Thu, Mar 28, 2024

Investments in IT security and risk management continue to be on the rise. The main reason is that there’s a lot to lose. According to a recent report from the International Business Machines Corporation, the average cost of a data breach in 2023 was $4.45 million, a 15% increase since 2020. 

Any technology solution that is deployed in your organization to help defend against cyberattacks, hacking and other risks must be coupled with a strong IT risk management program and best practices that are a seamless part of every employee’s workday. 

What is IT Risk Management? 

IT risk management is the continuous process of identifying, analyzing and mitigating risks while continually monitoring for new threats. While typically managed within IT departments, to be effective, IT risk management must be practiced by everyone in the organization. 

This is because any threat or vulnerability can negatively affect the integrity of your data and impact your ability to access and disseminate any information. Additionally, systems can be hacked, rendering them inoperable, causing shutdowns that can cripple any organization. 

It is critical to take the necessary steps now to measure current threats and anticipate any potential threats. Establish a clear strategy and put it into action to minimize any impact of an attack. This strategy includes technical defenses such as multifactor authentication, firewalls and anti-virus software. 

Steps in the IT Risk Management Process 

IT risk management can be broken down into five steps. All of these steps should be regularly revisited as a part of managing an IT risk management program. 

  1. Identify and categorize all your IT systems and the data stored in each system. If data is stored independently of a system, understand how this data is being managed and who is managing it. Analyze the data types to understand their nature and use: is it personal, sensitive or private? Could any false usage of this data harm your business or one of your employees? In addition to evaluating your data, assess internal practices for any potential weakness, such as weak or undocumented policies and procedures or an overreliance on third-party contractors.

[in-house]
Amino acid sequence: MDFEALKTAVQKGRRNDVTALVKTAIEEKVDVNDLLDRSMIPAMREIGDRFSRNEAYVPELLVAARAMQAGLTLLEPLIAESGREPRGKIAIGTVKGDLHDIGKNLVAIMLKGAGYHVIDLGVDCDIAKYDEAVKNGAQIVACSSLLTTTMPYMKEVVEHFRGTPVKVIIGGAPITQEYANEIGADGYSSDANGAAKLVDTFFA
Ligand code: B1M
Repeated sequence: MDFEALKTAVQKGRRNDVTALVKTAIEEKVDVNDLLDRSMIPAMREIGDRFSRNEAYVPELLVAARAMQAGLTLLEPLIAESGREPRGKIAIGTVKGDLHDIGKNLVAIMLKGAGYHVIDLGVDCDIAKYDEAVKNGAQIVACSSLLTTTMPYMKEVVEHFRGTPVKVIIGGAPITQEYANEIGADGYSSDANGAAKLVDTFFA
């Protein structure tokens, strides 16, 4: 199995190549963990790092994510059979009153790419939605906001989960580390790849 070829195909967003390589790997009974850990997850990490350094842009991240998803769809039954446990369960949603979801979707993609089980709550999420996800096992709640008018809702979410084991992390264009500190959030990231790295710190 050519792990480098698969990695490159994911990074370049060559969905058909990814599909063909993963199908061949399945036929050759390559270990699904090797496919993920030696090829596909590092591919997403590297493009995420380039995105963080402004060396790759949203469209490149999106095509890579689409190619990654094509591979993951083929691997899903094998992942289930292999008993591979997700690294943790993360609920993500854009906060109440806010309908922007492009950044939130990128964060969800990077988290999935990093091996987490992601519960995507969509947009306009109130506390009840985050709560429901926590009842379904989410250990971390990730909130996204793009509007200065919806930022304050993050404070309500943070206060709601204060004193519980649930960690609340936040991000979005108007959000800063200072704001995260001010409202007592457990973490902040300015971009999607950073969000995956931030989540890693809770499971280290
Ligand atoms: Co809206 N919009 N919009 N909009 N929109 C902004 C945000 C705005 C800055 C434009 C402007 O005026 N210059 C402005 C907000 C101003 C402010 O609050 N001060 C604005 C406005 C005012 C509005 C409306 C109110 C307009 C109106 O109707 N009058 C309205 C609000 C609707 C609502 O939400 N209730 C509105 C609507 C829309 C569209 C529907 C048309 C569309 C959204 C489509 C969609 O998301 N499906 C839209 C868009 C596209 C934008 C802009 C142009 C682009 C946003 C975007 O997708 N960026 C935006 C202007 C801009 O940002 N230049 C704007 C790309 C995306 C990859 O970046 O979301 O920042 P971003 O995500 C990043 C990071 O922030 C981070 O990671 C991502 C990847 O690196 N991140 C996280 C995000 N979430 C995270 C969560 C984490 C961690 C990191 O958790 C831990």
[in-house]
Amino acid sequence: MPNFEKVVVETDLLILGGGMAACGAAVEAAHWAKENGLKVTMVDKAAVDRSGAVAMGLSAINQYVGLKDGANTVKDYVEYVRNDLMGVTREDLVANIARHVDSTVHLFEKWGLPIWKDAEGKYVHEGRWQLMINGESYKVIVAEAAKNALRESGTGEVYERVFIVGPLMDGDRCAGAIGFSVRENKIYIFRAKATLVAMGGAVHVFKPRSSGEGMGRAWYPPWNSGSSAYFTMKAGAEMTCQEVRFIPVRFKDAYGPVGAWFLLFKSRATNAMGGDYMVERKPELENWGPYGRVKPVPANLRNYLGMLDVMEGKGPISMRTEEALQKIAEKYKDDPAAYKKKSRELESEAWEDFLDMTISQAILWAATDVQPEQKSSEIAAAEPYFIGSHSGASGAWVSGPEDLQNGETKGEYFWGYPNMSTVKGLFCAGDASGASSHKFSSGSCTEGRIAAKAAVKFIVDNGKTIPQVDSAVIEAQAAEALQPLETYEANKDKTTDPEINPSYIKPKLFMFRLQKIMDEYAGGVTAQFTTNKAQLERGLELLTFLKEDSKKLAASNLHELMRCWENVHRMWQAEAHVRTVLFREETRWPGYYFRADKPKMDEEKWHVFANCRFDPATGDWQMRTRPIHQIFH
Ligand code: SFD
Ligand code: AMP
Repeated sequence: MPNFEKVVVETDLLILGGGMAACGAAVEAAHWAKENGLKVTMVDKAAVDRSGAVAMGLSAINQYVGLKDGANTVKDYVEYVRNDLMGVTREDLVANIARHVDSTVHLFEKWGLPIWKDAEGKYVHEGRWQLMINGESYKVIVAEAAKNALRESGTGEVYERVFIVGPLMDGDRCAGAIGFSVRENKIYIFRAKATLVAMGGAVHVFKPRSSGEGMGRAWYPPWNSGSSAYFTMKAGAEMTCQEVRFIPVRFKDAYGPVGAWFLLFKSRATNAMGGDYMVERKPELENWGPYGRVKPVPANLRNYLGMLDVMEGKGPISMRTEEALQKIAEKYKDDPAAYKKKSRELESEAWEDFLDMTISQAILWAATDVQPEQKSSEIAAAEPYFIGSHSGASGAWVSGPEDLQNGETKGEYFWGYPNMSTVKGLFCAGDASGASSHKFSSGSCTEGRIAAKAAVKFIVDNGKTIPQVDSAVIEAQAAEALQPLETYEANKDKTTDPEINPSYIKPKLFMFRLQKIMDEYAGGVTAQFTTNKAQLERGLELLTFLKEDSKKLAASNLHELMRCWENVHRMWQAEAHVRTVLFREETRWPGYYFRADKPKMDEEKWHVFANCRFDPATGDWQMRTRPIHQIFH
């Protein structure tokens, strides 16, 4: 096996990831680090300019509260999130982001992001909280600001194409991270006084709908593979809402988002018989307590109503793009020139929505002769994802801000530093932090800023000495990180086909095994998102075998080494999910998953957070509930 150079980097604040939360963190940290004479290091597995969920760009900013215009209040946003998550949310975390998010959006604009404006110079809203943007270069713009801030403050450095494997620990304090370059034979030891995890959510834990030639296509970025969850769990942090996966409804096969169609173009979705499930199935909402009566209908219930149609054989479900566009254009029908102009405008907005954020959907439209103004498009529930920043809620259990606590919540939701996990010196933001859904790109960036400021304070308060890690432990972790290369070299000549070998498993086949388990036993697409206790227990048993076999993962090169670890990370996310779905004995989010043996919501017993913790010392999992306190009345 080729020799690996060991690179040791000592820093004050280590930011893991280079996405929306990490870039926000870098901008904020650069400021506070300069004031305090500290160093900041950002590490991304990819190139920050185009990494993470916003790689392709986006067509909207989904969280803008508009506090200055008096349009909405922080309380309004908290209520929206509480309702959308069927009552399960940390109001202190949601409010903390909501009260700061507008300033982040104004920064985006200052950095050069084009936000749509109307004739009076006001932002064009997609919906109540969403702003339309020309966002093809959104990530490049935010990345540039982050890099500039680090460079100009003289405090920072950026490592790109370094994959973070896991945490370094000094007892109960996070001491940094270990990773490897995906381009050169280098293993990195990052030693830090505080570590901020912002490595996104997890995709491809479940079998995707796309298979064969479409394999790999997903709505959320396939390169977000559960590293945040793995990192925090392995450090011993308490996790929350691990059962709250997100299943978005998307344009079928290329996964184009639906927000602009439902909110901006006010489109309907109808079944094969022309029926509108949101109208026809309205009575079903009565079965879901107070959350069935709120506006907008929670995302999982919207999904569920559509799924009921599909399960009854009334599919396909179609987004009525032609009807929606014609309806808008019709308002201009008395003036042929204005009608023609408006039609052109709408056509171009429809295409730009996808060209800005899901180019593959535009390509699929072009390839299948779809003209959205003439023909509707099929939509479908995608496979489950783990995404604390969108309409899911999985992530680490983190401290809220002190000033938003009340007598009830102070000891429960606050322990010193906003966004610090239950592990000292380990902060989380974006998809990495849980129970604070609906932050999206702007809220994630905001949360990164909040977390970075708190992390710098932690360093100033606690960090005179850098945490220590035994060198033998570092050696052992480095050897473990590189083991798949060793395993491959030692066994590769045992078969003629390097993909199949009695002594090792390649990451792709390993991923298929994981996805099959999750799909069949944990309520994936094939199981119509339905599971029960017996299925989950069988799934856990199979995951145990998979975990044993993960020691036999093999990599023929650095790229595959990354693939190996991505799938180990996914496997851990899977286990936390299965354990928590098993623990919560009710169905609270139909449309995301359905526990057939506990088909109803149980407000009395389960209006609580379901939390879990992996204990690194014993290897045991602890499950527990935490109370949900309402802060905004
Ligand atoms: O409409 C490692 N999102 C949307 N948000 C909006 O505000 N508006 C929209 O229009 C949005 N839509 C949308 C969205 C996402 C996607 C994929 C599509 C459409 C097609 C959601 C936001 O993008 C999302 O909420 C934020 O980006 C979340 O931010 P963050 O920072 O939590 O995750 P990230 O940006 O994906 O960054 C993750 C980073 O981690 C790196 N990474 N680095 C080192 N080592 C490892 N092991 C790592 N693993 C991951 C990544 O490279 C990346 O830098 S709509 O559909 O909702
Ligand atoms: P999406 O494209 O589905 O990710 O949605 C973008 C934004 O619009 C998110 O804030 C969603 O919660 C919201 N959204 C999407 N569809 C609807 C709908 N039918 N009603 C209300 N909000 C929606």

2. Identify potential risks. Determine the nature of potential risks and how they can impact your organization. Generally, risks can come from inside and outside the organization, where they are deliberate or accidental. Differentiate the type of IT risk, such as cyber threats, physical threats (e.g., a fire or flood), software or technical failure, infrastructure failure (e.g., your internet connection being down), or human error. 
  3. Analyze the risks. Determine how serious each risk is to your business by considering several factors such as the likelihood of appearance, potential regulatory impact, impact on business operations, financial impact and reputational impact. Perform an IT risk assessment that can take the factors you have considered and apply both qualitative and quantitative impacts. For example, quantitative measures can be the probability of the risk occurring and potential monetary loss. Qualitative measures are typically a judgment call of how likely a risk will occur, such as low, medium or high, as well as the potential impact of each of these likelihoods.